(It Happened On) A wednesday: The angry young man and the common stupid man in (New) indian Cinema [Essay]


In the early 1970s, the ‘angry young man’ manifested itself as a central character in Indian films. Mostly played by star persona Amitabh Bachchan (1942-), the angry young man expressed themes of anti-establishment and socio-political disturbance.[1] In his characteristic role as a criminal anti-hero (Deewaar, 1975, Muqaddar Ka Sikandar, 1978), Bachchan often became the victim of either his own passionate love for a woman or the socio-financial hardships of family life in Bombay.

The angry young man series can be interpreted as an example of what Jigna Desai and Rajinder Dudrah define ‘Masala cinema’. Masala films draw on multiple aspects of Indian popular culture for their appealing filmic mixtures of romance, comedy, city underworld crime, melodrama and sometimes even martial arts.[2] More important though is that Masala cinema ‘may be seen to represent the hopes and anxieties of the everyman and woman in a fast changing world’.[3]

In this essay, I argue that this idea of self-identification (that means, the film text as a mirror for the socio-political hopes and anxieties of the common civilian) directly links the angry young man series to a more contemporary example of Masala cinema. My thesis is that the (criminal?) anti-hero of Neeraj Pandeys A Wednesday (2008), labeled the ‘common stupid man’ at the end of the film, can be seen as a modern personification of Bachchans angry young man. Furthermore, I hope to demonstrate how this ‘common stupid man’ radically expresses the fears and anxieties that torment Indian society in a post 9-11 context. 

The real mission

The anti-hero of A Wednesday initially presents himself as a typical terrorist. On a common Wednesday, he calls Bombay police officer Prakash Rathod to inform him that five bombs have been planted throughout the city. The police has to free four infamous militants in order to prevent detonation. Until so far, it is entirely clear that there can be no sympathy for the bomber. This changes when the actual identity of the bomber is revealed. The character of Naseeruddin Shah is no terrorist, but a common civilian, who lied about the nature of his mission. In fact, he didn’t want to free the militants, he wanted to kill them. His goal was to avenge several terrorist attacks that were executed in Bombay and other Indian cities. Shah explicitly refers to several bombings, including one that occured only two years before the film was made (July 11th, 2006).[4] One of the most significant pieces of dialogue explicates the leading motive for Shah’s deeds:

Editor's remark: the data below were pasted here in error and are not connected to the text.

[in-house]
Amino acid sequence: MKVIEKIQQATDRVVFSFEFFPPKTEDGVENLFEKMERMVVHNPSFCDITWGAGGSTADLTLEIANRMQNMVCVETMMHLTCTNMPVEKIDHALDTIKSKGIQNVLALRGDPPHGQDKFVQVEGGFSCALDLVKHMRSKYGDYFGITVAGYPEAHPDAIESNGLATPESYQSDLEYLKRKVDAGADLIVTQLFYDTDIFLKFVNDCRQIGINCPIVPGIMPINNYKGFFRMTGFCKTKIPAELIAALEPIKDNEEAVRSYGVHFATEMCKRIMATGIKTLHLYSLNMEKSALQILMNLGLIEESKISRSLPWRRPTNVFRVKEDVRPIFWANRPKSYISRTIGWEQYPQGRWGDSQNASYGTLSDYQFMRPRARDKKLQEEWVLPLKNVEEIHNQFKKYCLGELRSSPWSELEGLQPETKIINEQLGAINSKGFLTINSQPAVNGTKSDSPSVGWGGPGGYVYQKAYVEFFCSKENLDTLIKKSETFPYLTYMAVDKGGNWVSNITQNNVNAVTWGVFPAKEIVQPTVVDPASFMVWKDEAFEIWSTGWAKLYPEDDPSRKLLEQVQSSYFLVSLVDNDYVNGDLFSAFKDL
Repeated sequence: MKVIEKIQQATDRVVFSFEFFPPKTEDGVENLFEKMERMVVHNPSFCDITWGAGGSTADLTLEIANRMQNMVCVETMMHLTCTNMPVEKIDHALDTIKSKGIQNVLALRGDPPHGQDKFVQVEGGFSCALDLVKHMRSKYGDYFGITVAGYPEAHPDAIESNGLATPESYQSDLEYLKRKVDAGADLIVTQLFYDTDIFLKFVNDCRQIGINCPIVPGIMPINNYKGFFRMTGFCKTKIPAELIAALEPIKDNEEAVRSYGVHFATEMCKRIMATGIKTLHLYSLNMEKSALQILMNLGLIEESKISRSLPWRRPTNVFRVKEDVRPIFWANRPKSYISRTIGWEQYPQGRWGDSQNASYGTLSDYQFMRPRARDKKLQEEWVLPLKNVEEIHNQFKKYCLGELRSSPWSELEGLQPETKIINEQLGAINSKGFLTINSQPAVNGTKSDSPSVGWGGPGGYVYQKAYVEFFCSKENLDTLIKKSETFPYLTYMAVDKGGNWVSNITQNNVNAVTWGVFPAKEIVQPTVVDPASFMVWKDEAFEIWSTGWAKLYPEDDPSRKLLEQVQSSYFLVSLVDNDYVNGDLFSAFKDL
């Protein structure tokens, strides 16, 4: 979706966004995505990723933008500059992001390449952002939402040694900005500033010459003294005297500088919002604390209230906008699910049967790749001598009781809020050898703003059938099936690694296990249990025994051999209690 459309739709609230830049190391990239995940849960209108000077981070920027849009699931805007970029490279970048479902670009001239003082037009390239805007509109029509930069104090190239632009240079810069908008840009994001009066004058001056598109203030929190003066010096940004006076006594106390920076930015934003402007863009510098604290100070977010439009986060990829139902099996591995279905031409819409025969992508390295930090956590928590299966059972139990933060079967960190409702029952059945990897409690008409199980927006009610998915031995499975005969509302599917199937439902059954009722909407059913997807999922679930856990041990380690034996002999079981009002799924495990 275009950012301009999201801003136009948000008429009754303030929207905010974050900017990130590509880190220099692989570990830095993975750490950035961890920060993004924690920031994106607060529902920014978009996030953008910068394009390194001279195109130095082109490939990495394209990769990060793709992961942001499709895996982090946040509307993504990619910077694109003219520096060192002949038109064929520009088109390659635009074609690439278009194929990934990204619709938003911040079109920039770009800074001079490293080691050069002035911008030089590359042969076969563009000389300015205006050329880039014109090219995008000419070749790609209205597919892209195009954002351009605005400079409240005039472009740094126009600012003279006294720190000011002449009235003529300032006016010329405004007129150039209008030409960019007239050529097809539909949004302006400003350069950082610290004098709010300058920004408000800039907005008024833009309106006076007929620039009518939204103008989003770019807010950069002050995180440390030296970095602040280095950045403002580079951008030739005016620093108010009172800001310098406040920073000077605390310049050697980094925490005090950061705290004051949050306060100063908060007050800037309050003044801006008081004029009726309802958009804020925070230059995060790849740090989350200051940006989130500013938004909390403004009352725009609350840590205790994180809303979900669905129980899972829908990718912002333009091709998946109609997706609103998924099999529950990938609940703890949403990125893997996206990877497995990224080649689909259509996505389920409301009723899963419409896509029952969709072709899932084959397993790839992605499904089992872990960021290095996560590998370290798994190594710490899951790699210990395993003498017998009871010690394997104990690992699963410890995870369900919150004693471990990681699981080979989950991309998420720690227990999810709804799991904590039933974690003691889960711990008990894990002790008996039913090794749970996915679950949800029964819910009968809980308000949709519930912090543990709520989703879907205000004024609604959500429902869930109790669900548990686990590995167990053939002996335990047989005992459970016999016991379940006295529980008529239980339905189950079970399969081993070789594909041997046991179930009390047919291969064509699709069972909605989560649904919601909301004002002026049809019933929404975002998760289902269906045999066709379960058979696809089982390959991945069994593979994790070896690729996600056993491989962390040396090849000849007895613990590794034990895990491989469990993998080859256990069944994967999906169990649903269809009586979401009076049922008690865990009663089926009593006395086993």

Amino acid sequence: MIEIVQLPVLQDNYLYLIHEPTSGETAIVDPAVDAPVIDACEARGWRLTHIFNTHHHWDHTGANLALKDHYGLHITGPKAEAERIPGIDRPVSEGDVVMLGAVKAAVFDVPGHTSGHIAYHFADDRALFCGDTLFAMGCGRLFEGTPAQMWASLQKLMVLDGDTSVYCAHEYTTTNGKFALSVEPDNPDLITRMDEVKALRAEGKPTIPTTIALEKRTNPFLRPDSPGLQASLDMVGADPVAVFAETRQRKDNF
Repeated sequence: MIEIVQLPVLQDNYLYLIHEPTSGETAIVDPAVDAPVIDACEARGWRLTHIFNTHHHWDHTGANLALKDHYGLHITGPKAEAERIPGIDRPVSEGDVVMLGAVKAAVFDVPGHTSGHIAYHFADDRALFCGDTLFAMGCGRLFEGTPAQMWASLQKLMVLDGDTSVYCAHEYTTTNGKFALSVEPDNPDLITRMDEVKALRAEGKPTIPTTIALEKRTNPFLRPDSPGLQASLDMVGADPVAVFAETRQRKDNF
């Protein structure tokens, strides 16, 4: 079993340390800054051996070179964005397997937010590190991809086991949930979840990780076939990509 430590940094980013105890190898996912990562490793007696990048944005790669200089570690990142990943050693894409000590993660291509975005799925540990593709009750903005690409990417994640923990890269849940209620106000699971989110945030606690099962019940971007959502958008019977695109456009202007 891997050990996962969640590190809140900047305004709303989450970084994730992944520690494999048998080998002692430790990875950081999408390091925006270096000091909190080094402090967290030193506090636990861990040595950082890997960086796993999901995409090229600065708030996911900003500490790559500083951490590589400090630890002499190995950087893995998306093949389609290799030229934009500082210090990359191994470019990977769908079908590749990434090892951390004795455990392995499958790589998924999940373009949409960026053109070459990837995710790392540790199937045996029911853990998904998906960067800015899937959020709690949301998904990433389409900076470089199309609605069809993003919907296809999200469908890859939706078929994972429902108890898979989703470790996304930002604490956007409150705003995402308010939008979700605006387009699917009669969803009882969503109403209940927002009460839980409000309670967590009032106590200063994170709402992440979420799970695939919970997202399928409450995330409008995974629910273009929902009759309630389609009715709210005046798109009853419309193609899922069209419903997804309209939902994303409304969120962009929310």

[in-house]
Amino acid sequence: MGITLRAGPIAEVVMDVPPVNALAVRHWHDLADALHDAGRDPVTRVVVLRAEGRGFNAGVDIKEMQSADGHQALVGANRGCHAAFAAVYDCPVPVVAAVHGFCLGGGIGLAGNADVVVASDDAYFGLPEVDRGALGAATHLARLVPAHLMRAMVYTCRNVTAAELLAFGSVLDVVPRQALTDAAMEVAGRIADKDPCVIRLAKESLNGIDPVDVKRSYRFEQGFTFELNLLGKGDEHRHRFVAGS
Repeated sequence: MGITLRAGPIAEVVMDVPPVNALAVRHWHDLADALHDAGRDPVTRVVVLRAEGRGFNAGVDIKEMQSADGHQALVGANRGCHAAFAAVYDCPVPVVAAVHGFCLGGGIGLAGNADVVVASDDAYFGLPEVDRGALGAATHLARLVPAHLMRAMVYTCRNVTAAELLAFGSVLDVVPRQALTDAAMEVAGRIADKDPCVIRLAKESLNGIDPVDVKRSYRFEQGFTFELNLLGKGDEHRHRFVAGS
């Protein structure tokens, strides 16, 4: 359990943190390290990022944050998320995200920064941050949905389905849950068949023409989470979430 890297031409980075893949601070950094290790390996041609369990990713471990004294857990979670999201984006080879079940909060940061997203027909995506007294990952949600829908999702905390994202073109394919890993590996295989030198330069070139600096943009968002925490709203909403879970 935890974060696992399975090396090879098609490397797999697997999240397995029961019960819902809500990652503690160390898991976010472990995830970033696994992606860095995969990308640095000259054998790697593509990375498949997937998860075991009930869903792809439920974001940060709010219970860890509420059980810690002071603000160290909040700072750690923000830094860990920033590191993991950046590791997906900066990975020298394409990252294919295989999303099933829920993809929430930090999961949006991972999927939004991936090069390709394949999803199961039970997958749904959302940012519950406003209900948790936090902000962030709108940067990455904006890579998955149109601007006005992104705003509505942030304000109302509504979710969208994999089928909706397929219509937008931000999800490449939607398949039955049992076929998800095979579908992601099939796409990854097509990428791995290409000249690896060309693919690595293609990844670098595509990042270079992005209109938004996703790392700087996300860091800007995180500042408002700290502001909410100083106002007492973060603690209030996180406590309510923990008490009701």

‘’ I am someone who is afraid to get in a train or bus these days. (…) I am (…) the one who is afraid to grow a beard and wear a cap. I am the first one to get killed. You must have seen a crowd. Choose a person from it. I am that person.’’[5]

Throughout his monologue, Shah frames himself as the ‘common stupid man’, saying he is ‘’just the ‘common stupid man wanting to clean his house’’. The term is repeated a few times, implying that it is an important characterization (notice also that the actual name of Shah’s character is never revealed).[6]

Shah’s explanation points out that fear for terrorism, or fear for his own safety, drove him into this action of revenge. Shah critizices the government for its passivity in punishing the terrorists who were behind the bombings.[7] As the Bombay train bombings actually took place (among other terrorist attacks), you may state that other civilians could hypothetically relate to the fear of the common stupid man. The character of Naseeruddin Shah could thus be seen as a metonymia for the fears of Indian society.  

The absence of political judgement

What is important here is the refusal of the film (I prefer this term above ‘the director’ or ‘the screenwriter’, in order to prevent unjust framing) to ultimately judge the civilian for his actions. While the five bombs from the film’s opening weren’t really planted, three of the four militants died in an explosion on a military airport, after which Shah succesfully commanded the present police officers to kill the fourth. The two police officers consciously legitimize their own killing of a convicted militant when one of them shoots his colleague in the arm, implying that the terrorists tried to escape.

At the end of the movie, Prakash Rathod and the common stupid man meet when they (respectively) leave from and arrive at the building that served as an instruction post for the bomber. Rathod obviously knows that it is the bomber who is passing by, but he chooses to let him go: